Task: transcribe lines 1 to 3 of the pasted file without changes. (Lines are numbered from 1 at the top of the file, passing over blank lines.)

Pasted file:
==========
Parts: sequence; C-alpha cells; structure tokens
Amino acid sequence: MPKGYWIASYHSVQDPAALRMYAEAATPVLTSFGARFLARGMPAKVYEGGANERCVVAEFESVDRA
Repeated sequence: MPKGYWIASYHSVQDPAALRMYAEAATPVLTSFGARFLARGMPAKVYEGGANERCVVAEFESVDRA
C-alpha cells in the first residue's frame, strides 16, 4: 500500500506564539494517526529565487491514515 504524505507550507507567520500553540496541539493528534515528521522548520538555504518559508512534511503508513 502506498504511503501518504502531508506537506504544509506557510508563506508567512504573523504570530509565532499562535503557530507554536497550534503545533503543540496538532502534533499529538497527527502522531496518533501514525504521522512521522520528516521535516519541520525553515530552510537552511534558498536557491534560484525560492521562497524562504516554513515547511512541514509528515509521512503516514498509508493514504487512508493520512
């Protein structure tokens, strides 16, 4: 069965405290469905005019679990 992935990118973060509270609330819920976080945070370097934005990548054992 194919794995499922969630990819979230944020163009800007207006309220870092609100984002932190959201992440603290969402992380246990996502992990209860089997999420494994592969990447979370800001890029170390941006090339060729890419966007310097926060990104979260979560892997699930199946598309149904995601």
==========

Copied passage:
Parts: sequence; C-alpha cells; structure tokens
Amino acid sequence: MPKGYWIASYHSVQDPAALRMYAEAATPVLTSFGARFLARGMPAKVYEGGANERCVVAEFESVDRA
Repeated sequence: MPKGYWIASYHSVQDPAALRMYAEAATPVLTSFGARFLARGMPAKVYEGGANERCVVAEFESVDRA